I walked into similar jobs when younger--delivering chicken, stacking boxes, busing tables, etc. In the poorly compensated range of white collar skills, I have read proof and done copy editing, both which jobs used to be easy to come by. And at a higher level than that, I have known people to take positions with the sort of organizations that Washington has so many of,  jobs that are a bit of a reach for their experience. Commonly, they have done well.

The problem, though, with the low barrier to entry is that the qualified and uncredentialed are not the only ones stepping over. There are plenty of plausible and unqualified candidates who step over too, sometimes at high levels, and then one has to deal with them. This can be rough, particularly when the unqualified have made their way by assertive and unreflecting self confidence.

Long ago, a friend of mine took up the practice of law in his hometown. Over dinner, he hold me about a particular judge in the local courts, a man so lost that one could get away with tricks in his courtroom. He and a colleague managed to introduce hearsay evidence, for example, and the judge, unable to identify hearsay evidence when he heard it, overruled the opposing counsel's proper objection. The problem, my friend said, was that what goes around comes around: the day was sure to arrive when Judge So-and-So would make an egregious error that went against you.

Saturday, March 8, 2014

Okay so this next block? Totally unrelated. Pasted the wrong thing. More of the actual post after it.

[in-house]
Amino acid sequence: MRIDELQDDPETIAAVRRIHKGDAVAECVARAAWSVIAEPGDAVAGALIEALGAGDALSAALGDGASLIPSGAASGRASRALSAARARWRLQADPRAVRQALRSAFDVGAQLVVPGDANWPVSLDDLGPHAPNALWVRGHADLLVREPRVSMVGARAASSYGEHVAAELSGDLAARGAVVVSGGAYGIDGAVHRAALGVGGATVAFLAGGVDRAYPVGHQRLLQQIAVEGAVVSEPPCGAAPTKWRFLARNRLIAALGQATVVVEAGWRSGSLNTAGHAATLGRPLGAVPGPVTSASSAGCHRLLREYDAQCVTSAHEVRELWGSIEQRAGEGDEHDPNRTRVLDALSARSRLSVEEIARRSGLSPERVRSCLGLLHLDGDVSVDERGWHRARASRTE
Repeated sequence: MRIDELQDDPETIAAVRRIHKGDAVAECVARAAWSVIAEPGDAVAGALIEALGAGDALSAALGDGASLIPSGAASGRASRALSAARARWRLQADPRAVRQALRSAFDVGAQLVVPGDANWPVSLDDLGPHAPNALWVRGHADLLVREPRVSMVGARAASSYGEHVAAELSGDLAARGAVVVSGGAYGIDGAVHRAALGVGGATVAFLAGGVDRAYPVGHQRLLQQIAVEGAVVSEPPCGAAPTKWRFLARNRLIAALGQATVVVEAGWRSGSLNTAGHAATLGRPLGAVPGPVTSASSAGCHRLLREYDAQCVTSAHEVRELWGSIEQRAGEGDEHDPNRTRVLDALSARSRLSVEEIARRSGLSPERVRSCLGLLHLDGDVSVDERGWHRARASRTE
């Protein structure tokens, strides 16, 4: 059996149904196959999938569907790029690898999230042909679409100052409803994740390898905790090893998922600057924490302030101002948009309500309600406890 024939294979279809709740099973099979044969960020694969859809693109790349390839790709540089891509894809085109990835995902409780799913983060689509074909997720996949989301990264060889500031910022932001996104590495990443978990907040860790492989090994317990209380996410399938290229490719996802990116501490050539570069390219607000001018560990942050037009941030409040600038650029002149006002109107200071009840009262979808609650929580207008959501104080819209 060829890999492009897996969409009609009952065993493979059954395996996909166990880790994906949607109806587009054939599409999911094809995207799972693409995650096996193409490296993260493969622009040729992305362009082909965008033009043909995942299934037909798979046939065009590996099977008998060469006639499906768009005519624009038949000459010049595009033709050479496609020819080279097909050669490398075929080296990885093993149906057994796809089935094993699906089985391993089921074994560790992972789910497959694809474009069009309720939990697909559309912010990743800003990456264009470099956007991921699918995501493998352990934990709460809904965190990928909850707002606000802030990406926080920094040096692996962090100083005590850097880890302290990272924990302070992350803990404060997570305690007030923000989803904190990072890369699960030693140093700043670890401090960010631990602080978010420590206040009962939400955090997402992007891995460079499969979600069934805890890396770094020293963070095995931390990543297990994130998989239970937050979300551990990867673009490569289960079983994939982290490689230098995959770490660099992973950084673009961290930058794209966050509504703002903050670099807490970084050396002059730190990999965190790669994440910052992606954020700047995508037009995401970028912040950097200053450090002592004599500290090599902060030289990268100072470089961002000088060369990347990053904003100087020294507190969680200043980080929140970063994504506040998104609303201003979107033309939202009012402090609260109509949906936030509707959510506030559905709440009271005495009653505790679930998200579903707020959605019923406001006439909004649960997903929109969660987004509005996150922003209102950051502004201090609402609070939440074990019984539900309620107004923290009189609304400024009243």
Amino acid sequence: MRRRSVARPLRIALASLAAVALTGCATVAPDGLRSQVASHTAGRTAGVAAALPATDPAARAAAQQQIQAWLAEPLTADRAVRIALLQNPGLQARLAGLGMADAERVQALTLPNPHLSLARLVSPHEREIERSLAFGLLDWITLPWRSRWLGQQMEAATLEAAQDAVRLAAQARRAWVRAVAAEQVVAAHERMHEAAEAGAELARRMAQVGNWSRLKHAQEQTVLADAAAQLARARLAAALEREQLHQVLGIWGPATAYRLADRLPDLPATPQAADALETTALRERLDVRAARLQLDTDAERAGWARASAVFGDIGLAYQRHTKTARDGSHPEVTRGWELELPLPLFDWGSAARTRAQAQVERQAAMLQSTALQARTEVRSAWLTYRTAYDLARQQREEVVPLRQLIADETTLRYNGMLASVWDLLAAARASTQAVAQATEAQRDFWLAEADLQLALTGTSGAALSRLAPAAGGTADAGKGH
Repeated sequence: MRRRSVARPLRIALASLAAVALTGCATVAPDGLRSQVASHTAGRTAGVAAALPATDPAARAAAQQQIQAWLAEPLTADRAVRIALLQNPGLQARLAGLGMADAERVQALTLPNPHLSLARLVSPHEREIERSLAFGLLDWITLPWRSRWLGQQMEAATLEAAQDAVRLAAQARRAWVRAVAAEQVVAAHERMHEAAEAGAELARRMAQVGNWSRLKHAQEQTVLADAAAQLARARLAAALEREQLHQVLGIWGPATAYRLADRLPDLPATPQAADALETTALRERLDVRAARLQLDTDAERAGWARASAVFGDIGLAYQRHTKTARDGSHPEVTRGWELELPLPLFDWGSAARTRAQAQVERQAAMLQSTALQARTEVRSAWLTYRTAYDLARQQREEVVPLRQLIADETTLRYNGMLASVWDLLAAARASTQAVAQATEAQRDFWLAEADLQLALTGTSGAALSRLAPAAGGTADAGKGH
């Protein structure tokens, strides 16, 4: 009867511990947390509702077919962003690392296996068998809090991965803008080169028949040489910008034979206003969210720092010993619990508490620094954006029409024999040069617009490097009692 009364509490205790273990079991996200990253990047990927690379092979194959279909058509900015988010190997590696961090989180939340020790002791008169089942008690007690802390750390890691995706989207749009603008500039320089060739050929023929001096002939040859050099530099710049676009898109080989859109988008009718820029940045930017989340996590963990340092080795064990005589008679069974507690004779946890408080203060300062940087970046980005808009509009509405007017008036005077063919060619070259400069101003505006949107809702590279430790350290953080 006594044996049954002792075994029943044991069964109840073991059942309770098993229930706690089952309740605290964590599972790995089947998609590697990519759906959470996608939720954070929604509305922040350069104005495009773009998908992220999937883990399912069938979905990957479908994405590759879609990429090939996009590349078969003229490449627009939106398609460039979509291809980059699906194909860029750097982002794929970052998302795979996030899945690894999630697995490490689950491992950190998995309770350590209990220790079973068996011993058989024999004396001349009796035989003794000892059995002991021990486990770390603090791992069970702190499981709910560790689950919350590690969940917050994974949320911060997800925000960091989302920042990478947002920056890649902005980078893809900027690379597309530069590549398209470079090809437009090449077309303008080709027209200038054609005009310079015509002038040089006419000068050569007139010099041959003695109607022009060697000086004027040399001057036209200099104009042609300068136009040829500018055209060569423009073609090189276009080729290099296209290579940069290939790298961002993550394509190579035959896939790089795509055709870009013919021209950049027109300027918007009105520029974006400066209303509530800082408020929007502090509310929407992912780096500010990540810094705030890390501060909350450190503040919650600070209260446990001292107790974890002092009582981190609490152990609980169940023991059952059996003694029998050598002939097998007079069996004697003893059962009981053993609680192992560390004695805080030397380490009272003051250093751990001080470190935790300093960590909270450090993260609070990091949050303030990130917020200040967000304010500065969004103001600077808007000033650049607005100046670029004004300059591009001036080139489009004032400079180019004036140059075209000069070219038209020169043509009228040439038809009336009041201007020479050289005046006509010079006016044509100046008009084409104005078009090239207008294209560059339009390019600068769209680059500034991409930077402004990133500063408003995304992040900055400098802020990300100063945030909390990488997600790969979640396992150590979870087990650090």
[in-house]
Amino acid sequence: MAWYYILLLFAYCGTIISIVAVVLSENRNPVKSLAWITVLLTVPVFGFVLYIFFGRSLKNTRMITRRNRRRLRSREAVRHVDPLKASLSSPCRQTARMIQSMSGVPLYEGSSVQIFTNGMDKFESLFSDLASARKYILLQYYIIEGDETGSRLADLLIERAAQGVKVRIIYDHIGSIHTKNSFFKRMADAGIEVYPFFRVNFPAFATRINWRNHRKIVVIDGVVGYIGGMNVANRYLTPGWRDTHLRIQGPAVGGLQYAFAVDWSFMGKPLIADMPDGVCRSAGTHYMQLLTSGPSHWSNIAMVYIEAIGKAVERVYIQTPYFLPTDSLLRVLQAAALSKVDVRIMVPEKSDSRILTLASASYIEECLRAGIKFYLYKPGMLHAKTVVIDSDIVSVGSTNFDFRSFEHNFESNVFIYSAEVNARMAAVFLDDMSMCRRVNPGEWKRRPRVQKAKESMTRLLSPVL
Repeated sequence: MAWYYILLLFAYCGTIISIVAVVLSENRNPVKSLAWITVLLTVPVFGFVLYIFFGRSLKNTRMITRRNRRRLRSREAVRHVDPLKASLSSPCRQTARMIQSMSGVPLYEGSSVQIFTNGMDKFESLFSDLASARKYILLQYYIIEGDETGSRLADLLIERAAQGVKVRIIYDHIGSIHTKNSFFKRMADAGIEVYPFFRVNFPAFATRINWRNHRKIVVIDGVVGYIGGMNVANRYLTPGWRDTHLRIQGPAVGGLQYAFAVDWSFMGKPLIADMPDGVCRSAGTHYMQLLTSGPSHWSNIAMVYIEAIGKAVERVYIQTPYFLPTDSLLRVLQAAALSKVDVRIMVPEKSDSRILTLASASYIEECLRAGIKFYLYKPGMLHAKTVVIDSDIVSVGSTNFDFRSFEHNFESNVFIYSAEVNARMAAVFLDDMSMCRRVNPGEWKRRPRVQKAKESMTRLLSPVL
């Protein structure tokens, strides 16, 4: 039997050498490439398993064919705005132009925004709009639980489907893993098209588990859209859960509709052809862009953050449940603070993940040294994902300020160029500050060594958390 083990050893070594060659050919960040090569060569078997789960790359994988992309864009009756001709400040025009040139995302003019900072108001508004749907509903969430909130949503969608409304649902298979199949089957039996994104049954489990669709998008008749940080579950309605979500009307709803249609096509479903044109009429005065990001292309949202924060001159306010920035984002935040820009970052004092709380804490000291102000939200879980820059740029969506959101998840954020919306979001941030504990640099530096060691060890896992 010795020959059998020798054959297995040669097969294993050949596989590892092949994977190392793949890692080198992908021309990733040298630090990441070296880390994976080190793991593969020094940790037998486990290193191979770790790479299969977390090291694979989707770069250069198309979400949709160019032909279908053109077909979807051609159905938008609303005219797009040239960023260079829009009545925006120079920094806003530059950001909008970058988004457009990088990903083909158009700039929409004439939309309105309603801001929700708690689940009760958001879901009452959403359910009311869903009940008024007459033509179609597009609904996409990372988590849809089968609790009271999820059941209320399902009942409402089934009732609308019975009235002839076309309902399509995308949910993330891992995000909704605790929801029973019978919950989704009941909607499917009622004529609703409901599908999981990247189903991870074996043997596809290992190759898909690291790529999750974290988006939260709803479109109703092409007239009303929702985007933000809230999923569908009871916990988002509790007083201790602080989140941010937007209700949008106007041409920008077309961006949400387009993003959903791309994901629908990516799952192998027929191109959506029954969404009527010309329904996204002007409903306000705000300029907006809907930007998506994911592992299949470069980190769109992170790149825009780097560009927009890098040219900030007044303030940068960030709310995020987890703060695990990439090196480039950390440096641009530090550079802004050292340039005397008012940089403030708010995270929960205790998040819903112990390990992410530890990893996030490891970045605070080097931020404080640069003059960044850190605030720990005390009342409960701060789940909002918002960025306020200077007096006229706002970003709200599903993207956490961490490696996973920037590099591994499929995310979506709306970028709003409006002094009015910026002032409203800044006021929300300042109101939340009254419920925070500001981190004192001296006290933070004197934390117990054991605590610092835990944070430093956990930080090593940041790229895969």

Running Demographics

It has seemed to me sometimes lately that there are more women than men running in Rock Creek Park. Today I counted as best I could on my route from Tilden St.  down to Georgetown. The count was 58 men to 57 women, not what I expected. However, a good dozen or twenty of those men were young men from some athletic team at St. Albans, getting into condition for the spring season. I don't know why the young women of National Cathedral School couldn't have turned out to support my theory.

The last time I tried a count along the same route was a month or so ago, when the weather was colder. Then the women did have a slight preponderance. But when I left the park at the Zoo (about a mile below Tilden), I had counted fewer than forty runners in all.

Saturday, March 1, 2014

Memoirists: Richard Gabriel

In 1996, Richard Gabriel published Patterns of Software, a collection of essays mostly about computer programming. As far as I can see, Oxford University Press has let it go out of print. Recently, though, I noticed that it is freely available in PDF format at Gabriel's site Dreamsongs It is well worth a look, particularly for those interested in programming, but also for those interested in his reflections about schooling and education. The book is free: you really should read at least the essay "A Personal Narrative: Journey to Stanford."